Talk:Scrum (software development)

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merge SCRUM in Marketing Department into this article[edit]

Absolutely. SCRUM in Marketing Department is poorly written, doesn't follow MoS. At the very least it should be cleaned-up. Walter Görlitz (talk) 05:40, 17 May 2014 (UTC)

Merge "SCRUM in Marketing Department" into "Scrum (software development)"? At the very least they should both be merged into something like "Scrum (development process)" (talk) 03:38, 4 June 2014 (UTC)
Support - Was just going to AfD the other one when I saw the merge proposal. If you feel like something from that completely unsourced yet text-heavy article can be salvaged to move over here (or, as above, an alternative combined name), more power to you :) --— Rhododendrites talk |  01:13, 5 June 2014 (UTC)

Product Owner representing stakeholders[edit]

On 18 May, user Mvaraujo edited the description of Product Owner to counter the assertion that "the Product Owner represents the stakeholders and is the voice of the customer" with "(note: this shall be incorrect as stakeholder is anyone with action in the project)", citing the Wikipedia entry for Stakeholder (corporate) to support this assertion.

In fact, that Wikipedia entry states that a stakeholder is any "person or organization that has a legitimate interest in a project", not action as they mentioned.

The prime source of reference for anything to do with Scrum should be the Scrum Guide, published by the founders of Scrum (Ken Schwaber and Jeff Sutherland). In this guide, the Product Owner is described thus (my emphasis):

"The Product Owner is the sole person responsible for managing the Product Backlog. Product Backlog management includes:
  • Clearly expressing Product Backlog items;
  • Ordering the items in the Product Backlog to best achieve goals and missions;
  • Optimizing the value of the work the Development Team performs;
  • Ensuring that the Product Backlog is visible, transparent, and clear to all, and shows what the Scrum Team will work on next; and,
  • Ensuring the Development Team understands items in the Product Backlog to the level needed.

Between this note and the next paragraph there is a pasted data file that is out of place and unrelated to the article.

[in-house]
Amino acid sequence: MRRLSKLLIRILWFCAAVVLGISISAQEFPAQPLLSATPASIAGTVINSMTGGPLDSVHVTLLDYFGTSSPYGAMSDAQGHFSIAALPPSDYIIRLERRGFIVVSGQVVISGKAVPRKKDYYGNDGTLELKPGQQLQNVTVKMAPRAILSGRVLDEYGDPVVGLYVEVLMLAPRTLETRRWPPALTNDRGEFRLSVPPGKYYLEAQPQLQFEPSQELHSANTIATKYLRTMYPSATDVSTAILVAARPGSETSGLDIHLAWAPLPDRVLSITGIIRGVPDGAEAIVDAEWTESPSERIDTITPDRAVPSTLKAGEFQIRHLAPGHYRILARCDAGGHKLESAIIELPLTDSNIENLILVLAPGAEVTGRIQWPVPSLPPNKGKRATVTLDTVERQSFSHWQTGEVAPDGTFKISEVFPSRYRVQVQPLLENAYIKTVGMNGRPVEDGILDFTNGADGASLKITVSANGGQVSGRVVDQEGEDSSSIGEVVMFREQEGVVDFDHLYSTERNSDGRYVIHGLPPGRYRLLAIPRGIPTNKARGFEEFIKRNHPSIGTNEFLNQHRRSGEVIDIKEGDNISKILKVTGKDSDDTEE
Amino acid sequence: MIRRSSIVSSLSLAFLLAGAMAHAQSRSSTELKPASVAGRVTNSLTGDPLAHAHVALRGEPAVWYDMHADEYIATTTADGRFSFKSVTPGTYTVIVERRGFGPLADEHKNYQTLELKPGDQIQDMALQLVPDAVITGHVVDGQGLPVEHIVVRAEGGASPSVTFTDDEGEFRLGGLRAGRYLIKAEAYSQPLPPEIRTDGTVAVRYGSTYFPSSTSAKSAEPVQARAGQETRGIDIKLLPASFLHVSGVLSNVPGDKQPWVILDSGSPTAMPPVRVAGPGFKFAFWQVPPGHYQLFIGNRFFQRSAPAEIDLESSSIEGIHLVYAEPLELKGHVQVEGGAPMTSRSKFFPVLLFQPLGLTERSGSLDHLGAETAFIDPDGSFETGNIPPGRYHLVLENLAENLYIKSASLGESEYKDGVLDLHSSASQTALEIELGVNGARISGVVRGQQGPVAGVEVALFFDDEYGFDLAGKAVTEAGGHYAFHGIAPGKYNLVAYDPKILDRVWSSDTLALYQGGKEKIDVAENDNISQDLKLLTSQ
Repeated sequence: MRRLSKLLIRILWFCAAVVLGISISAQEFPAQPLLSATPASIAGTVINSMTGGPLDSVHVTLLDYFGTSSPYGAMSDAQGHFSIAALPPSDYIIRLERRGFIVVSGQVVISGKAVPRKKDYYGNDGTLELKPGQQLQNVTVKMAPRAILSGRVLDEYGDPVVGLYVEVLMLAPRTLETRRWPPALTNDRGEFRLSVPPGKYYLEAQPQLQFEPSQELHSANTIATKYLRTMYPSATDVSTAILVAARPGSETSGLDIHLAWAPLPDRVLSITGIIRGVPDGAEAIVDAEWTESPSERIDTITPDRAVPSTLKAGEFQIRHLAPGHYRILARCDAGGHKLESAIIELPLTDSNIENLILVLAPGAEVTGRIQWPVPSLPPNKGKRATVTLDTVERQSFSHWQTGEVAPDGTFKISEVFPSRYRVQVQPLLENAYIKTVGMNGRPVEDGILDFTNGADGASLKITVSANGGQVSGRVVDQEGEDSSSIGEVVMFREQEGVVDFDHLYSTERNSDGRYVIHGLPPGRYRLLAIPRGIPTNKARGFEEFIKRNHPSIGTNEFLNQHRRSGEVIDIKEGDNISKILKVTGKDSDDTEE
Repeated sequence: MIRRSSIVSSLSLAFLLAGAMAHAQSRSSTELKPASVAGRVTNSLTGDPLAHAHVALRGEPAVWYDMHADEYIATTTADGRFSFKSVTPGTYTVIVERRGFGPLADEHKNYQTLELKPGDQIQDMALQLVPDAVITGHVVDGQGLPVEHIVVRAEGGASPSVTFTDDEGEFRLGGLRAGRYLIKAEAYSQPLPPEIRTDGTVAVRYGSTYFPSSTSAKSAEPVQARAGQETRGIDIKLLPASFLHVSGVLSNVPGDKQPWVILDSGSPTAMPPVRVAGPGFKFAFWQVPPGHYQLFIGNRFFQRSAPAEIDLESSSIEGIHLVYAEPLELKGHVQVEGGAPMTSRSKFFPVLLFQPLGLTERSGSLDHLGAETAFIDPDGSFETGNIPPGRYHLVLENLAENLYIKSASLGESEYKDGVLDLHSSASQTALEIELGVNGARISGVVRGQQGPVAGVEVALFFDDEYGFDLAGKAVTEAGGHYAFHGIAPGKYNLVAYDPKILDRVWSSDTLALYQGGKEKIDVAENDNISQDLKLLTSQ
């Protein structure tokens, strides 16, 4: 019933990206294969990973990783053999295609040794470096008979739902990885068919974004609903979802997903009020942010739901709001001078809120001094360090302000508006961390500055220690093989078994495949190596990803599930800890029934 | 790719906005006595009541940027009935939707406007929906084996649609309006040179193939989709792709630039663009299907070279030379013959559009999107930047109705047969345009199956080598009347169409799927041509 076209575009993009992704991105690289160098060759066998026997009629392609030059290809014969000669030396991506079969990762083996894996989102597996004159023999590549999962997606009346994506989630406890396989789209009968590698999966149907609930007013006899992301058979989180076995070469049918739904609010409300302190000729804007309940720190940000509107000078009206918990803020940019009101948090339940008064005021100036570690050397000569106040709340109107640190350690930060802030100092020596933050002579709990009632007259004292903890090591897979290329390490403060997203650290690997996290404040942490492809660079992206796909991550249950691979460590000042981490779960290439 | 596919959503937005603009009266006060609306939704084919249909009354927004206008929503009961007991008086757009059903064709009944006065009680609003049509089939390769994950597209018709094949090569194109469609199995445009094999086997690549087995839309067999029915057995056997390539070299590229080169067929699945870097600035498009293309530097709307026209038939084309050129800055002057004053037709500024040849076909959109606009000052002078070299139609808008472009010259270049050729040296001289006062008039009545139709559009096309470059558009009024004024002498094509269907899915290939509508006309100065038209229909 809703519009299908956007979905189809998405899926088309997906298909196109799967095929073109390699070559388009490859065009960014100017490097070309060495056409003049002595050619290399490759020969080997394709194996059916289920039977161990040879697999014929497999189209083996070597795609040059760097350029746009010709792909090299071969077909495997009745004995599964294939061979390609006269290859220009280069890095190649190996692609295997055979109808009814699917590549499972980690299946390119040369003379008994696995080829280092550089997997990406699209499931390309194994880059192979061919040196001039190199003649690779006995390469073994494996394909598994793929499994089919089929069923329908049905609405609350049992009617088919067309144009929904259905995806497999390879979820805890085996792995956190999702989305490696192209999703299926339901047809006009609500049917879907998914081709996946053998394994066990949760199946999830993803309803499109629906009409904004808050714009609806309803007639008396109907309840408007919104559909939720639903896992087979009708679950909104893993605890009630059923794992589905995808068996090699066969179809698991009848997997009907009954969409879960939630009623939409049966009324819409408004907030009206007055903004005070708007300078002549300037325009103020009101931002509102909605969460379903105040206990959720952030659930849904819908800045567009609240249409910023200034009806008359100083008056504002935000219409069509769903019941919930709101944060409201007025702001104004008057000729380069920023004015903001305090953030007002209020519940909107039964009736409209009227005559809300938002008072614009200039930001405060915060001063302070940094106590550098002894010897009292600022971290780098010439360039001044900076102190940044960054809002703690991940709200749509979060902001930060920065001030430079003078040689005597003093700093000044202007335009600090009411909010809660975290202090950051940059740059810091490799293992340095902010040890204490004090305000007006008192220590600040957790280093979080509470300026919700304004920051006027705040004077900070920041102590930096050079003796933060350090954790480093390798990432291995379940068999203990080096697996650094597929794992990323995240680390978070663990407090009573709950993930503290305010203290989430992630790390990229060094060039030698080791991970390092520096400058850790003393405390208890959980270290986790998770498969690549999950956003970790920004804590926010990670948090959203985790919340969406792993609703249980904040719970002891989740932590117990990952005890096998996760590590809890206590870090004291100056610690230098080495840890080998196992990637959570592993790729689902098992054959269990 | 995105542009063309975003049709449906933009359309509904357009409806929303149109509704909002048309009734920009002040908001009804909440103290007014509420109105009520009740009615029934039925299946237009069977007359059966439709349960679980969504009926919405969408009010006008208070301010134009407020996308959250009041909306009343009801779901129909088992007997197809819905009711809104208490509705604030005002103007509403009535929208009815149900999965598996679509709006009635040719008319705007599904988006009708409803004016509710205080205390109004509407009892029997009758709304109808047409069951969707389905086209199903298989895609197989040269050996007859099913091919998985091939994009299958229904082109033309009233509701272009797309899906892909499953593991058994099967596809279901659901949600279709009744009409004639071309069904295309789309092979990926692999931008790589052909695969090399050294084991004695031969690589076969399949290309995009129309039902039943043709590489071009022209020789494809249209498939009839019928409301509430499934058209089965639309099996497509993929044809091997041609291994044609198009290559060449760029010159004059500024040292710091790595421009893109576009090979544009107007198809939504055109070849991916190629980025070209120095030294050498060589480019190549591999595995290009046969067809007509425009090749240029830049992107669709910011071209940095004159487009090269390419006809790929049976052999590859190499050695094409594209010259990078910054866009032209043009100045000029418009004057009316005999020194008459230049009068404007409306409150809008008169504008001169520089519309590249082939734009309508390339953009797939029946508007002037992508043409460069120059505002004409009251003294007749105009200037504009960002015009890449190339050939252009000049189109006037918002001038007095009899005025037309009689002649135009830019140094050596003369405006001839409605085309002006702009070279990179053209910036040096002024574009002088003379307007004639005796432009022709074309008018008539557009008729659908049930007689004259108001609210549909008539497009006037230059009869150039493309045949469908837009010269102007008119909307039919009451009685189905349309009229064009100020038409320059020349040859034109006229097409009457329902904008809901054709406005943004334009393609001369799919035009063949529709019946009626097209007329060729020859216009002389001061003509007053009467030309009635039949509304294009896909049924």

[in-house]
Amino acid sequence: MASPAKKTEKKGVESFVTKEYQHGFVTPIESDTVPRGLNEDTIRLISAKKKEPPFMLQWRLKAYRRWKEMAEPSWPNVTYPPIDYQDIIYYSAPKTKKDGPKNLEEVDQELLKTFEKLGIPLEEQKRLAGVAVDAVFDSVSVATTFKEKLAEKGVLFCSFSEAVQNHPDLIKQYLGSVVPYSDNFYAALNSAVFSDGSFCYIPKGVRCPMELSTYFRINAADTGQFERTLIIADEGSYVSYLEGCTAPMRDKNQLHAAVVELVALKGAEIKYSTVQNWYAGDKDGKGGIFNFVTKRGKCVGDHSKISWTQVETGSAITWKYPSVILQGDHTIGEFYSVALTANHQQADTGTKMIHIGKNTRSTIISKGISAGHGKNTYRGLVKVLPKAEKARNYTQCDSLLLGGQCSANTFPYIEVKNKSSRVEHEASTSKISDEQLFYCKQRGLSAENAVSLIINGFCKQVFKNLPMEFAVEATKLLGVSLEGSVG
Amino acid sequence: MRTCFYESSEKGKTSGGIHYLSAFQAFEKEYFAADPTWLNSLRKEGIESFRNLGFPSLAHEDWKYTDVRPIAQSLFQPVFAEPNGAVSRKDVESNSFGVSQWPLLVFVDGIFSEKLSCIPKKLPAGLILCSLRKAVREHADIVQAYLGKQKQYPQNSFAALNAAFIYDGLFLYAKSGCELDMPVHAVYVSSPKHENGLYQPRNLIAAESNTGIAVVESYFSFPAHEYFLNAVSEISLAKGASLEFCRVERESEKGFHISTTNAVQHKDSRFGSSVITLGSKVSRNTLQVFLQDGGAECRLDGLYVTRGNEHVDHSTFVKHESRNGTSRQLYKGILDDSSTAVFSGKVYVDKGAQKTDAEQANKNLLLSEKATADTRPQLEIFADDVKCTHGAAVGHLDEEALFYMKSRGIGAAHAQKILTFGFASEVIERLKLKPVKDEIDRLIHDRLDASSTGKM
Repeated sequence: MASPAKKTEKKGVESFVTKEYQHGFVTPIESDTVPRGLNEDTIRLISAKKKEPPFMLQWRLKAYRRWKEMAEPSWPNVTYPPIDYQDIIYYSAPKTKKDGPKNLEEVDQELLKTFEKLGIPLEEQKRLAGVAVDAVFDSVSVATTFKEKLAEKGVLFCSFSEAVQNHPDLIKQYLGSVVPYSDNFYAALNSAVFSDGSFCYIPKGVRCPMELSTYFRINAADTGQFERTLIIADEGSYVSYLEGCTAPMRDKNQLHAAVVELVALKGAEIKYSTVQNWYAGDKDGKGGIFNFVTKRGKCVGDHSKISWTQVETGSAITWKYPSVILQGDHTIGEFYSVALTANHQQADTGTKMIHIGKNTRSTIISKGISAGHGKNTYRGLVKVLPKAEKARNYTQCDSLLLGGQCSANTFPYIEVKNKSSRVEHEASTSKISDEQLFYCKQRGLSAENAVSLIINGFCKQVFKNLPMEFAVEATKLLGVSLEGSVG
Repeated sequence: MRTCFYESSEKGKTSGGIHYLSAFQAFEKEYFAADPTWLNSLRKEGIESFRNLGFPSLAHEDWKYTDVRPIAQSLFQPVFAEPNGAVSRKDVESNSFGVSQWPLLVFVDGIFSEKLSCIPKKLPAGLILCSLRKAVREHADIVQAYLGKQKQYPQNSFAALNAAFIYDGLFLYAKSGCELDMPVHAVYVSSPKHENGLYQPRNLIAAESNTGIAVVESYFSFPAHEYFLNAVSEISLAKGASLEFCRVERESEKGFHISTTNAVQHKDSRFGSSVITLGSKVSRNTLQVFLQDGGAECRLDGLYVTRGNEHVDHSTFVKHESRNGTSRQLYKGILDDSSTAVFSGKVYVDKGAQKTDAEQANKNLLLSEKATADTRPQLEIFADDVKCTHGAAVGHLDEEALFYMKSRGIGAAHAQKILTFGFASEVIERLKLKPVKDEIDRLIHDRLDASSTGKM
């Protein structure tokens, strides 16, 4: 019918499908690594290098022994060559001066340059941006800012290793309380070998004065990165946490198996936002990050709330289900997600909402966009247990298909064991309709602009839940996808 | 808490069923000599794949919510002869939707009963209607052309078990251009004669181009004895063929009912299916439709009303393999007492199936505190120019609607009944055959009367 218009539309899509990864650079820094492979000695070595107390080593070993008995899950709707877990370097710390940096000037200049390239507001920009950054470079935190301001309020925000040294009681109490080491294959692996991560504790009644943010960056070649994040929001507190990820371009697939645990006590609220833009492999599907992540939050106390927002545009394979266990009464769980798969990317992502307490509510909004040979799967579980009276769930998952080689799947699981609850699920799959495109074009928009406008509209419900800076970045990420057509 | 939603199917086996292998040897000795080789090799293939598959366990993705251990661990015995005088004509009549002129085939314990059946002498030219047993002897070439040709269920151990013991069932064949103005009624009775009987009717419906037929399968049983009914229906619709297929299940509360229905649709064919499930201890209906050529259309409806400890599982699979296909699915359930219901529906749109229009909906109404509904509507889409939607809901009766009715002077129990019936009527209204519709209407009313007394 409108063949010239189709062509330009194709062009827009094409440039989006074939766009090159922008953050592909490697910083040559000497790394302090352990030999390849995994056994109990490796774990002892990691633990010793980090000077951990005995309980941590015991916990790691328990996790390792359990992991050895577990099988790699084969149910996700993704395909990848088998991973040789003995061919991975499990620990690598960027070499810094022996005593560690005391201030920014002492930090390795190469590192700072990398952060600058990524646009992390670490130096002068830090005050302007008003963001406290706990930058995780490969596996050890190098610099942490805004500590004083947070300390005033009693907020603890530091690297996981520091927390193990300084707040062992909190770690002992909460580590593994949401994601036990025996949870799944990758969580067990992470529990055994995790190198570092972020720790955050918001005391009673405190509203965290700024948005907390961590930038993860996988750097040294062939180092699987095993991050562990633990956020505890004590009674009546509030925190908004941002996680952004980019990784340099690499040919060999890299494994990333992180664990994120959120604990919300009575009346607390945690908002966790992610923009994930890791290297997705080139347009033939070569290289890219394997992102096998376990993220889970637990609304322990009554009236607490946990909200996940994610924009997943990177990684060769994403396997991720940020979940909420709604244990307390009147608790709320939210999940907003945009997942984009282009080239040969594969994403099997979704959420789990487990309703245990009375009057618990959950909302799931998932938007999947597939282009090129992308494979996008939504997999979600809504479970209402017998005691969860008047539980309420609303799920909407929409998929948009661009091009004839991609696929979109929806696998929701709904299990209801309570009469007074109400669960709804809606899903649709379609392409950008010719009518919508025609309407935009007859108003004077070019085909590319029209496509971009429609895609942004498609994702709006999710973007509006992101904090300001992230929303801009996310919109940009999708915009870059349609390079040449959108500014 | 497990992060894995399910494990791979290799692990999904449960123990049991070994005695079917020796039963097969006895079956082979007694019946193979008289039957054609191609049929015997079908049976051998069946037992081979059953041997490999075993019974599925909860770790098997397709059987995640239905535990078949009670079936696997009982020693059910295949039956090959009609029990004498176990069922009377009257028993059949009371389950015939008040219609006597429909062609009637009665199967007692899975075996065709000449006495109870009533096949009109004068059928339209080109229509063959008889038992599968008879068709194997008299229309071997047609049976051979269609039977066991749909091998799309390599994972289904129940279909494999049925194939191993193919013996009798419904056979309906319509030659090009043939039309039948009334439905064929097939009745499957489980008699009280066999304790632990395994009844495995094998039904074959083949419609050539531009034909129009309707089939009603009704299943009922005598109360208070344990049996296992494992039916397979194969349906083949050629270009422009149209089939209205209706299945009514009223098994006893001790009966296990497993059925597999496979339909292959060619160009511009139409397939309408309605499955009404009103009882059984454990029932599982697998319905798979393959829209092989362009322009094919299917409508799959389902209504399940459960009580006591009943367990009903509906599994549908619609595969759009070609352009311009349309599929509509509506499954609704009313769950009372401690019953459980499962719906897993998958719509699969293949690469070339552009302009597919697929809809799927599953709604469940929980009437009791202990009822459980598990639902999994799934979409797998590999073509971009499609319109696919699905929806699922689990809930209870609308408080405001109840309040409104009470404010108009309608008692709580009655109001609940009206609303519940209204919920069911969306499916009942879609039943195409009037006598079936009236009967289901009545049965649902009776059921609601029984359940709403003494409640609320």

The Product Owner may do the above work, or have the Development Team do it. However, the Product Owner remains accountable.
The Product Owner is one person, not a committee. The Product Owner may represent the desires of a committee in the Product Backlog, but those wanting to change a Product Backlog item’s priority must address the Product Owner.
For the Product Owner to succeed, the entire organization must respect his or her decisions. The Product Owner’s decisions are visible in the content and ordering of the Product Backlog. No one is allowed to tell the Development Team to work from a different set of requirements, and the Development Team isn’t allowed to act on what anyone else says."

Under this definition, we can clearly see that the intention is that the Product Owner is meant to be the single point of contact between the development team and the rest of the organisation, and hence represent all stakeholders. Davidjcmorris  Talk  23:22, 17 May 2014 (UTC)

Scrum Master Role[edit]

I would like to suggest some modifications to the Scrum Master role...some of the statements that are currently included in this definition represent an opinion that is not necessarily true in all circumstances. Here are my suggested changes:

The statement "In fact, there is no role of project manager in Scrum at all, because none is needed." is not necessarily true in all situations and represents someone's opinion. This statement is NORMALLY true at the team level in Scrum but Scrum is intended to be used as a general framework in many different situations and there are certainly some situations where there might be a need for a project manager. For example, there are many situations where Scrum might be used in large, complex enterprise-level projects that might require some level of project management. I have personally used Scrum as a framework for a government contracting project consisting of three Scrum teams and there certainly was a need for a project manager in that situation. I suggest deleting this statement.

I suggest deleting the last sentence in this section "Practicing Scrum with the addition of a project manager indicates a fundamental misunderstanding of Scrum, and typically results in conflicting responsibilities, unclear authority, and sub-optimal results" for the same reason.

Scrum is intended to be a general framework and the spirit behind it is to take an adaptive approach to adapt the process to each particular process as necessary. I think these two statements that imply that it is NEVER appropriate to use a project manager in a Scrum project are overly prescriptive and not consistent with that spirit. — Preceding unsigned comment added by Chuckcobb3 (talkcontribs) 14:28, 4 October 2014 (UTC)

I deleted many of these sentences because they violated copyright. This deletion also had the side effect of toning down the emphasis that the above commenter was worried about. --Officiallyover (talk) 01:59, 28 October 2014 (UTC)
I also found the diff. I or others very much ought to check other contributions around that time for direct quotes that aren't identified as such. --Officiallyover (talk) 02:15, 28 October 2014 (UTC)